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Should netas facing criminal cases contest elections, Supreme Court to decide on Tuesday

In March, the union government said in an affidavit to the Supreme Court that a total of 1,765 representatives, including MPs and MLAs, a little over a third of all representatives in India, face criminal charges.

Updated: Sep 25, 2018 00:03:19

By HT Correspondent

A five-judge bench of the Supreme Court is set to decide and deliver its verdict on a bunch of petitions, seeking to set the bar much higher for people in politics, on Tuesday. (HT File Photo)

Should lawmakers, Member of Parliament (MPs) and Members of Legislative Assembly (MLAs) facing criminal charges be disqualified and barred from contesting elections once a court frames charges against them? Or should this happen, as it does now, only after they are convicted?

A five-judge bench of the Supreme Court is set to decide and deliver its verdict on a bunch of petitions, seeking to set the bar much higher for people in politics, on Tuesday.

In March, the union government said in an affidavit to the Supreme Court that a total of 1,765 representatives, including MPs and MLAs, a little over a third of all representatives in India, face criminal charges.

Expressing concern over the rising criminalisation of politics, a bunch of petitions were filed in 2011, demanding disqualification of lawmakers facing criminal charges. It was argued that the disqualification should take place once the court frames charges against lawmakers. Politicians and parties have always claimed that at least some of these charges are politically motivated and that it would be unfair to act against them on the basis of unproven allegations.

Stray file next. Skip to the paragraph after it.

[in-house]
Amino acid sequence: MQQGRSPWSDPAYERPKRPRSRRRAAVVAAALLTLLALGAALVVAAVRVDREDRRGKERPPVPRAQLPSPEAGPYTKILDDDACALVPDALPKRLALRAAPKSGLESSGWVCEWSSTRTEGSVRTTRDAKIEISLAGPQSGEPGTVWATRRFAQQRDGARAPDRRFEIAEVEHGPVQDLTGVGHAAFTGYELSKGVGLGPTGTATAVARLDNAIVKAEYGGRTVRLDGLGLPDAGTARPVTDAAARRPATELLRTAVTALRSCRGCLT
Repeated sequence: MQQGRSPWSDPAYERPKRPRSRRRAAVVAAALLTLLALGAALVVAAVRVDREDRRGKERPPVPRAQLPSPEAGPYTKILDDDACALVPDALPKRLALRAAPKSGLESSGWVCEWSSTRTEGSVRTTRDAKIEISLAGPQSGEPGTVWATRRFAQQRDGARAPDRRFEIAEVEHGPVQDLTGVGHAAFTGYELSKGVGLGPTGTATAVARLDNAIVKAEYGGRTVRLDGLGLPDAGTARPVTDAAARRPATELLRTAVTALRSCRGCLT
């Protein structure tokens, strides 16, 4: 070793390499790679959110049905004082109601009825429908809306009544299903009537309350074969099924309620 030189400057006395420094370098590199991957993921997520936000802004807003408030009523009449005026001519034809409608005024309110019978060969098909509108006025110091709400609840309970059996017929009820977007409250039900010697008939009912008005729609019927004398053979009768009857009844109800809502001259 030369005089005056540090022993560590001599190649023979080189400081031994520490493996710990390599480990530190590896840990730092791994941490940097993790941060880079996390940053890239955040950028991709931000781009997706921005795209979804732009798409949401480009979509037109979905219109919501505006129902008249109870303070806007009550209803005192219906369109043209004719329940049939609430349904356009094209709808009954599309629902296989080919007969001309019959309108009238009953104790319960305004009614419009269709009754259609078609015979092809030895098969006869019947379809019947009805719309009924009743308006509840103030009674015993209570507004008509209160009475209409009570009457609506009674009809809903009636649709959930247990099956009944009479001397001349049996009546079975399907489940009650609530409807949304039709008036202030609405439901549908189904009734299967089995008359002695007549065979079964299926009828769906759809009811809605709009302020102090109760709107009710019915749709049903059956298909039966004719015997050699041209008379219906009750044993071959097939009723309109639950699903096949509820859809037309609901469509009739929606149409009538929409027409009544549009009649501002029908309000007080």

There is already a judgement of the apex court that debars an elected representative from continuing as a member of a house if he or she is convicted in a criminal case and sentenced to a jail term of three years or more.

Earlier in August, when the court was hearing the matter, it observed that people with criminal antecedents becoming members of Parliament and state assemblies is a problem.

“It is the duty of the legislature to respond to the collective cry of the citizens. Today the citizens are saying please don’t let such people contest elections…It can’t be ignored by the legislature. It’s national thinking,” said the five-judge-Bench headed by chief justice of India Dipak Misra.

Petitioners impressed on the court that despite the Law Commission and Election Commission repeatedly asking the government to act on the issue nothing had happened, and that parliamentary democracy is the most important part of the basic structure of the Constitution and needs to be protected by the court.

Opposing the petition, the government submitted to the court that a MP or MLA may be not disqualified on any other grounds other than those specified in the representation of peoples Act.

“The Supreme Court judgement will have a decisive impact on the criminalisation of politics, irrespective of the decision. Either the court will eliminate the legal grey zone many elected officials suspected of criminal activity exploit or they will decide to constrain the presumption of innocence. Either way, the judgment will leave a lasting impression,” said Milan Vaishnav, author of a book on the intersection of crime and politics in India and Senior Fellow at the Carnegie Endowment for International Peace.

Last year, a two-judge bench of the Supreme Court asked the government to set up 12 special courts across 11 states and Delhi to deal with cases related to elected representatives.

First Published: Sep 24, 2018 23:10:30

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